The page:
If not for the Chicago Cubs, the Washington Nationals’ resurgence would have been the biggest story in the National League. Just one year after an embarrassing collapse, which featured the best player on the club getting choked by Jonathan Papelbon and the dismissal of manager Matt Williams, the Nationals lived up to expectations by capturing the NL East title.
From the start of the season, this was the Nationals club many expected the last couple seasons. Washington sat in first place for an incredible 172 days. The farthest they ever fell behind the division lead was just a half a game, and that came all the back on May 11. They managed to do so despite multiple injuries to Stephen Strasburg and a massive decline in production from reigning NL MVP Bryce Harper.
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Now that the Nationals are back in October, they’ll need to focus on moving past the National League Division Series for the first time since the franchise relocated to D.C. If they can manage that, the Nationals will be one step closer to winning the first World Series in franchise history.
With that in mind, let’s take a look at five reasons the Nationals can make history in 2016.
NO BRYCE HARPER, NO PROBLEM
After putting up Bondsian numbers en route to his first MVP award, Bryce Harper’s followup has to be seen as a disappointment. The 23-year-old has hit just .244/.375/.444, with 24 home runs in 614 plate appearances. There have been rumors Harper has played injured throughout the season, but the outfielder has denied those stories.
Despite that, the Nationals offense has rolled. Free-agent addition Daniel Murphy carried over his playoff surge to the regular season, Wilson Ramos has produced All-Star numbers during his walk year and Anthony Rendon has returned to form.
Even with Harper clearly underperforming, the team still ranks eighth in the league with 734 runs scored and sixth in offensive WAR.
Max Scherzer turned in yet another phenomenal season, and looks like the leading candidate to take home the NL Cy Young award. His 2.82 ERA and 267 strikeouts gives the Nationals a chance against any Game 1 starter. If healthy, Stephen Strasburg would combine with Scherzer to create one of the most fearsome one-two punches of any playoff team. Through 147 2/3 innings, Strasburg has a 3.60 ERA with 183 strikeouts. He was well on his way toward having the best season of his career if not for multiple injuries throughout the season. The last of which, an elbow issue, could keep him from returning in time for the postseason.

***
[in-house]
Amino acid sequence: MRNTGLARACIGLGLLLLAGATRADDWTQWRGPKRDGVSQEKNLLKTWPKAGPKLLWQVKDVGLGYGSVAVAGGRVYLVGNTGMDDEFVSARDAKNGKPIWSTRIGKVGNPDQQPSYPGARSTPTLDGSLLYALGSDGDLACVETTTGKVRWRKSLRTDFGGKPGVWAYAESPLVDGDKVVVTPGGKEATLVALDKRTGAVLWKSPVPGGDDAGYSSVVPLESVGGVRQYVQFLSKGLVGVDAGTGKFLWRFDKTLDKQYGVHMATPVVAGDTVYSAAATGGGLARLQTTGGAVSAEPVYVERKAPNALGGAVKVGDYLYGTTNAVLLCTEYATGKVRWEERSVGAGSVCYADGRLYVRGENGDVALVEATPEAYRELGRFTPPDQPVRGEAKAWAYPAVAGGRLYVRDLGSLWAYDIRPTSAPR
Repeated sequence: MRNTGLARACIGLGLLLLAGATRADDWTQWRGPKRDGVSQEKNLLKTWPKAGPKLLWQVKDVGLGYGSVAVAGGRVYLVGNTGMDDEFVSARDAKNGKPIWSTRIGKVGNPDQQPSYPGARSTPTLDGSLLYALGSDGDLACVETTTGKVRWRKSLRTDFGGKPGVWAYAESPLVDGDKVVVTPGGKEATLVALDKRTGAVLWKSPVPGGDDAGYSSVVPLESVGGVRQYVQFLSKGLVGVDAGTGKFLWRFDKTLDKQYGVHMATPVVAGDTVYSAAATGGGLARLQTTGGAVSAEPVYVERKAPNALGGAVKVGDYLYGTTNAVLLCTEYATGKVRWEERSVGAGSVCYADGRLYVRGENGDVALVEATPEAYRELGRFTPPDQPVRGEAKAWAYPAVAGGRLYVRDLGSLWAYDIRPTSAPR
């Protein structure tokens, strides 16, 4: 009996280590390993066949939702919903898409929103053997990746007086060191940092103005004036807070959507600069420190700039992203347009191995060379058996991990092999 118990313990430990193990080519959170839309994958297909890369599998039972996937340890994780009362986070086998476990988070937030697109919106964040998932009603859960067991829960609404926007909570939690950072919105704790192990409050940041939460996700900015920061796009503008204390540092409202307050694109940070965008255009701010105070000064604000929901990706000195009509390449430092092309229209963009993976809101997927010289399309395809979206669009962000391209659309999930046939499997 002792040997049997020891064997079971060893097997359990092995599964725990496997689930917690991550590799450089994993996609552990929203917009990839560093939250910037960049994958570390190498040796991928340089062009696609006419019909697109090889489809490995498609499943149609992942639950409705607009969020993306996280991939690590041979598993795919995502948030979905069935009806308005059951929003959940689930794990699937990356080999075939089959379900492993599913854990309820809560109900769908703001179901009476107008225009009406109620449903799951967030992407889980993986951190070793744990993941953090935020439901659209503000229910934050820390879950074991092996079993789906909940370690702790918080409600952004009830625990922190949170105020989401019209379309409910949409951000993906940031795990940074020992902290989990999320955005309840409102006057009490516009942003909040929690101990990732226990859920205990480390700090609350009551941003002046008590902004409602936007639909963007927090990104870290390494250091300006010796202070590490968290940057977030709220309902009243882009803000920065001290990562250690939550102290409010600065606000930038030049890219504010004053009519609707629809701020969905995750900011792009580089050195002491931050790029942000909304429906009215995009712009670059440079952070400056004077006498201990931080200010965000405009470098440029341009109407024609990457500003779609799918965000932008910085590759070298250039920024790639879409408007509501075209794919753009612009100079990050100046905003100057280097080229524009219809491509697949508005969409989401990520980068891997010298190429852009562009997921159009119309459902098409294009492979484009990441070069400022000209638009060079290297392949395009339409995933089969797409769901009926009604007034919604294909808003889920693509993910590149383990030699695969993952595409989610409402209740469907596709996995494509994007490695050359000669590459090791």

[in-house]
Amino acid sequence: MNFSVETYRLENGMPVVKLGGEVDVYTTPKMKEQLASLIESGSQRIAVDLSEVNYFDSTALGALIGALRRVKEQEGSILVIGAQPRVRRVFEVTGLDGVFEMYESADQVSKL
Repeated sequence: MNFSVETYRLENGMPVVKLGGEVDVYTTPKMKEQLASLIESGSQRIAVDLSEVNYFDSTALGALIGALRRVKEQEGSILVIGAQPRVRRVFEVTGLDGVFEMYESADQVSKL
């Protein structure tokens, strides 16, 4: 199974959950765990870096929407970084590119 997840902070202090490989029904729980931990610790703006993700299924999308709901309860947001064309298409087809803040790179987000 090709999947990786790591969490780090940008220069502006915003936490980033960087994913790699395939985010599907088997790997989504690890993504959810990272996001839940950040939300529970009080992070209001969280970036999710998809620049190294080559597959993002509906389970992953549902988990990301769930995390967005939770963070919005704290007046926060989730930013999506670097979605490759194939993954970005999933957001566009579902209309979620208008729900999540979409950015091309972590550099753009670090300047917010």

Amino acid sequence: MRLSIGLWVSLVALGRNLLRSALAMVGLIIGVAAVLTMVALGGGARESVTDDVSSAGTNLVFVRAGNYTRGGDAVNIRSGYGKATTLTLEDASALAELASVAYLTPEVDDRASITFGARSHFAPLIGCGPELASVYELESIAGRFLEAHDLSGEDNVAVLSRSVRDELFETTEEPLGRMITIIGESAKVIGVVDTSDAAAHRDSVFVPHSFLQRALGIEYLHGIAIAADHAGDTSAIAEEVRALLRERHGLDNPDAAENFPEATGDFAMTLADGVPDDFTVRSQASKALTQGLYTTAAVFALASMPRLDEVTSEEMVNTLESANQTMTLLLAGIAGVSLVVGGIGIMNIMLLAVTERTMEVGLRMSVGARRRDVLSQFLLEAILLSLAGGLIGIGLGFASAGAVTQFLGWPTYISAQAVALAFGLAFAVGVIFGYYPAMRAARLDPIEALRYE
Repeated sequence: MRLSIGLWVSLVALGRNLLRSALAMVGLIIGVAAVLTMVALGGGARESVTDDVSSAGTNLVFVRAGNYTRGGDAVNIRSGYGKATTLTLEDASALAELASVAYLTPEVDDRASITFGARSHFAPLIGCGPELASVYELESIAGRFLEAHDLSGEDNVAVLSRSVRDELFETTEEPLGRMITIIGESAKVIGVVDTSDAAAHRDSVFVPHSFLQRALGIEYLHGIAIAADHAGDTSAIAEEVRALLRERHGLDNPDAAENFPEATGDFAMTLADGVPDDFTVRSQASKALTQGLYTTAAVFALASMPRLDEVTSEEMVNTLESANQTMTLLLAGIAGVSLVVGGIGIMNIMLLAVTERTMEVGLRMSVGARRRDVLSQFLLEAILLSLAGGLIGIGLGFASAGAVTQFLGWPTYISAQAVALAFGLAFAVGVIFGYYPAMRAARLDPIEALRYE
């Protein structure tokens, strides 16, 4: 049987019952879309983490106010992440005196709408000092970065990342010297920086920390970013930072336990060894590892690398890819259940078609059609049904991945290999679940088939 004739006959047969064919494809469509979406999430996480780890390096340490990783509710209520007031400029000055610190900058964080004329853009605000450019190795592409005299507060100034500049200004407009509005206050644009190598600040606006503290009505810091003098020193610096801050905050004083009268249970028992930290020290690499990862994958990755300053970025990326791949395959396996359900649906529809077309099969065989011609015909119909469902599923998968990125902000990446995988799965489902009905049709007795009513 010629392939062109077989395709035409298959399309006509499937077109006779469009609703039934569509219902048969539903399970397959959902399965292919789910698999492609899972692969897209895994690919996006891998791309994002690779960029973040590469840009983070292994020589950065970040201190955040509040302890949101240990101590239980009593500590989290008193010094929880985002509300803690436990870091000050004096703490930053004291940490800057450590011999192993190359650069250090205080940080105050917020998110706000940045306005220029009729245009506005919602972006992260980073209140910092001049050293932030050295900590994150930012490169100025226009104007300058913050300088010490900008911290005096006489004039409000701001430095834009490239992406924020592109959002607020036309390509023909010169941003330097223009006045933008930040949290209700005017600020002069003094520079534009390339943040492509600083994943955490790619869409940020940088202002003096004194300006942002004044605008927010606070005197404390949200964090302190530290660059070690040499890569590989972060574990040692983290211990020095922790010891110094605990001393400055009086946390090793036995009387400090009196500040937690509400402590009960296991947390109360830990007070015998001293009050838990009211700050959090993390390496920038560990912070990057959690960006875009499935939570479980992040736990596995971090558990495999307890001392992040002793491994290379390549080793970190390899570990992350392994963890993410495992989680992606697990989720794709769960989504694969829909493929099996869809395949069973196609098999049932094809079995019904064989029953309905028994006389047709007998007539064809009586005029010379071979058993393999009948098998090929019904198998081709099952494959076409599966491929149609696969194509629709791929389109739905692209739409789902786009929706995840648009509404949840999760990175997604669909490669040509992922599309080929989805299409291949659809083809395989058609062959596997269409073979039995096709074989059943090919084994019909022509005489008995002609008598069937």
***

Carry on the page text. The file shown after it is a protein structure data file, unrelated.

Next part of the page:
Even if Strasburg can’t go in October there’s still hope. That’s because …
TANNER ROARK IS BETTER THAN YOU THINK
Tanner Roark was the forgotten man last season, making just 12 starts after the team signed Scherzer during the offseason. After Jordan Zimmermann left, Roark reclaimed his starting spot, and hasn’t missed a beat. Over 200 1/3 innings, Roark has posted a 2.70 ERA with solid peripherals. By Baseball-Reference’s version of WAR (bWAR), Roark actually rates as the second best pitcher in the NL this season, just behind Scherzer.
TREA TURNER IS INCREDIBLE
Despite the fact that he’s only received 295 plate appearances this season, Trea Turner is going to get some down-ballot NL Rookie of the Year votes. He’s been that good. In 66 games, Turner has posted a fantastic .336/.356/.558 slash line, with 12 home runs and 27 steals. On top of that, he’s given the club a legitimately terrifying weapon at the top of the lineup, something the Nationals lacked early in the season.
Previous playoff experience either matters immensely or doesn’t matter at all depending on what you believe. If the Nationals do suffer another early postseason exit, they can’t hide behind their age or inexperience anymore. Many members of the 2016 club have been with the team since 2012 (Jayson Werth, Harper, Strasburg, among others), the first year this core made it to October.
On top of that, manager Dusty Baker has had success in the postseason before. And while some will criticize his in-game strategies, there’s no doubt the Nationals were better-prepared this season. Even if Baker makes a baffling, crippling decision that costs the Nationals a shot at glory, it won’t be worse than anything the team experienced under Williams the past few years.
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